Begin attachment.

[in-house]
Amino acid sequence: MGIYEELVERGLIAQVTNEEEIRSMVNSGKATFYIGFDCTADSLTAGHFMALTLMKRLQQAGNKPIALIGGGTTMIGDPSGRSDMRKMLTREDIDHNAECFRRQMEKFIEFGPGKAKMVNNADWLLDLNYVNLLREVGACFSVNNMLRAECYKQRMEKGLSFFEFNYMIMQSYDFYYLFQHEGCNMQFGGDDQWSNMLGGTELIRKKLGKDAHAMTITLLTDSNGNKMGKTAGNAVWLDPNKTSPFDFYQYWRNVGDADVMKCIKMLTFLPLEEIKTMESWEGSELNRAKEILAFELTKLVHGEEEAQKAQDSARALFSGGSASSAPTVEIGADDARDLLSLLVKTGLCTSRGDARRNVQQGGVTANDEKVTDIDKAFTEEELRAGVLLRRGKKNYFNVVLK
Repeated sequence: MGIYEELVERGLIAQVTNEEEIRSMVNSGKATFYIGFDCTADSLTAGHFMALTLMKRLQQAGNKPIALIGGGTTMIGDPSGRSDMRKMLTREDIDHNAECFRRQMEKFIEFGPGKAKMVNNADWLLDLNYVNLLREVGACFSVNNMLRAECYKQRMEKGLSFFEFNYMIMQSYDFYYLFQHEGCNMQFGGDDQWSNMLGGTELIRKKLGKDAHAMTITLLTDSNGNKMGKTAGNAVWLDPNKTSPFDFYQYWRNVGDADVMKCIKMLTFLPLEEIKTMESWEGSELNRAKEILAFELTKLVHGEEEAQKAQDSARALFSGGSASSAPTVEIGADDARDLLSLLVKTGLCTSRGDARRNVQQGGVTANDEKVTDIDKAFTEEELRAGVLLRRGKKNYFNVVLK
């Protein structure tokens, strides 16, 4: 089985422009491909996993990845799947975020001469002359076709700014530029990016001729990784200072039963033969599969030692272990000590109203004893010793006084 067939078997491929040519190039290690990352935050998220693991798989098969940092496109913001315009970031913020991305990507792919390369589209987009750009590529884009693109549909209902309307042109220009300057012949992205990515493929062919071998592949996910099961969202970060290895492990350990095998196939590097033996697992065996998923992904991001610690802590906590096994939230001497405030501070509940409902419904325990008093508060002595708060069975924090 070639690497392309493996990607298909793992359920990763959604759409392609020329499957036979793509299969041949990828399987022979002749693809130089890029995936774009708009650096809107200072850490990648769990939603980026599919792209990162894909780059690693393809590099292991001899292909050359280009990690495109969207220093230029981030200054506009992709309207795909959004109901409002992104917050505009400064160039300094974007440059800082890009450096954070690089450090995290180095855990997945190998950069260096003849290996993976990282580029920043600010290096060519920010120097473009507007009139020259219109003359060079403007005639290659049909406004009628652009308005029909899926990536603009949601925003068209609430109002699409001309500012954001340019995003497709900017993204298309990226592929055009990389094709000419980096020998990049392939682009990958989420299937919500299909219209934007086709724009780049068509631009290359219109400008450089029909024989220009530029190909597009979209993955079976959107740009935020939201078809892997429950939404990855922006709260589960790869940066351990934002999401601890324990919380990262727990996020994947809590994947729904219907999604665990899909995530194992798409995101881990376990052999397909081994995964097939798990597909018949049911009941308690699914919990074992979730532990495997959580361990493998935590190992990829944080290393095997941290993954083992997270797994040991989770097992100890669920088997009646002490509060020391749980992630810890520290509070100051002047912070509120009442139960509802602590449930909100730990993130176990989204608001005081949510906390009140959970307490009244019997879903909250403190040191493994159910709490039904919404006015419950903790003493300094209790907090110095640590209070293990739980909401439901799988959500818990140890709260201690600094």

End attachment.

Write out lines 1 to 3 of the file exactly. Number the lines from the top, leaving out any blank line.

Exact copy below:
[in-house]
Amino acid sequence: MGIYEELVERGLIAQVTNEEEIRSMVNSGKATFYIGFDCTADSLTAGHFMALTLMKRLQQAGNKPIALIGGGTTMIGDPSGRSDMRKMLTREDIDHNAECFRRQMEKFIEFGPGKAKMVNNADWLLDLNYVNLLREVGACFSVNNMLRAECYKQRMEKGLSFFEFNYMIMQSYDFYYLFQHEGCNMQFGGDDQWSNMLGGTELIRKKLGKDAHAMTITLLTDSNGNKMGKTAGNAVWLDPNKTSPFDFYQYWRNVGDADVMKCIKMLTFLPLEEIKTMESWEGSELNRAKEILAFELTKLVHGEEEAQKAQDSARALFSGGSASSAPTVEIGADDARDLLSLLVKTGLCTSRGDARRNVQQGGVTANDEKVTDIDKAFTEEELRAGVLLRRGKKNYFNVVLK
Repeated sequence: MGIYEELVERGLIAQVTNEEEIRSMVNSGKATFYIGFDCTADSLTAGHFMALTLMKRLQQAGNKPIALIGGGTTMIGDPSGRSDMRKMLTREDIDHNAECFRRQMEKFIEFGPGKAKMVNNADWLLDLNYVNLLREVGACFSVNNMLRAECYKQRMEKGLSFFEFNYMIMQSYDFYYLFQHEGCNMQFGGDDQWSNMLGGTELIRKKLGKDAHAMTITLLTDSNGNKMGKTAGNAVWLDPNKTSPFDFYQYWRNVGDADVMKCIKMLTFLPLEEIKTMESWEGSELNRAKEILAFELTKLVHGEEEAQKAQDSARALFSGGSASSAPTVEIGADDARDLLSLLVKTGLCTSRGDARRNVQQGGVTANDEKVTDIDKAFTEEELRAGVLLRRGKKNYFNVVLK